10th Ca' Foscari Short Film Festival
International Competition
Giulia Di Battist
Domani All’alba
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We are in 1943, Italian population has been called to duty. Amerigo is the only man of his small town who was not drafted due to his crippled leg. He lives with his wife and daughter, which is seriously ill. She needs medical attention as soon as possible. This short film explores the conflict of interest between the individual and the community, adding some veins of thriller to the recipe. Amerigo will have to face a hard choice: follow popular belief and delegate his daughter's treatment to the village holy woman, or follow his family and walk the valley searching for a doctor.

Hi Giulia thank you for talking to TNC, how are you holding up during these very strange times?

Hi there and nice to meet you all! These are strange times indeed, I’m still trying to understand what is going on. I feel like although we’re constantly talking about this emergency, there is still a lot to understand and interiorize in how it changed our ways of behaving.  

Has this time offered you any creative inspiration?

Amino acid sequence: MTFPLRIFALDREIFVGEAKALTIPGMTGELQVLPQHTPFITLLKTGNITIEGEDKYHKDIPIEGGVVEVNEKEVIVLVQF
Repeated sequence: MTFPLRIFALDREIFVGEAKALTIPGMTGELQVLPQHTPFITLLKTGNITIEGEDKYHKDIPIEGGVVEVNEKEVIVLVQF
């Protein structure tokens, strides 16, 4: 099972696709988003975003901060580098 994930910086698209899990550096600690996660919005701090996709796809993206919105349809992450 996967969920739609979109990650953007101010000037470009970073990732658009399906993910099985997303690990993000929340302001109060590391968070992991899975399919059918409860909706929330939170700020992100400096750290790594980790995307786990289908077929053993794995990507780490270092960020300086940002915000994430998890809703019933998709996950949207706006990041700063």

Actually, yes! I thought that the vacuum would have made me go into crisis, but actually I tried my best to make this time productive and for some ways I think it worked even more than I expected. I was writing for the pleasure of it, without any pressure given by time or by other works’ deadlines, and I wasn’t in a situation like this for a while. It was the right time to stop one moment and recollect thoughts and feelings.

Congratulations on having Domani All’alba selected for this year's Ca' Foscari Short Film Festival, what does it mean to you to be part of such an amazing lineup of films?

I’m very honoured to be part of the festival, and all the organizations are amazing. Everyone who is working behind this is moved by passion and you can totally feel that. Is always beautiful when this happens. Especially in hard times like these ones. Arranging a festival nowadays is tough, but I am amazed by how the festival managed to rearrange itself. I am very sorry I won’t be able to participate physically, since I had a surgery recently it’s not possible, but I am still getting good vibes about it. And I am very curious to see the other shorts in competition.    

Domani All’alba is in the International Competition, does this add any additional pressure on you?

More than pressure, I would say curiosity and excitement. Of course there is always a bit of pressure when you’re representing your country, but I think is always a constructive experience to confront with other countries, to get the chance to see what kind of stories are been told elsewhere and discover that most of the times although the story could be declined into a very characteristic way, the inner feelings and messages are universal. Also, watching other shorts/films is always a chance to grow up.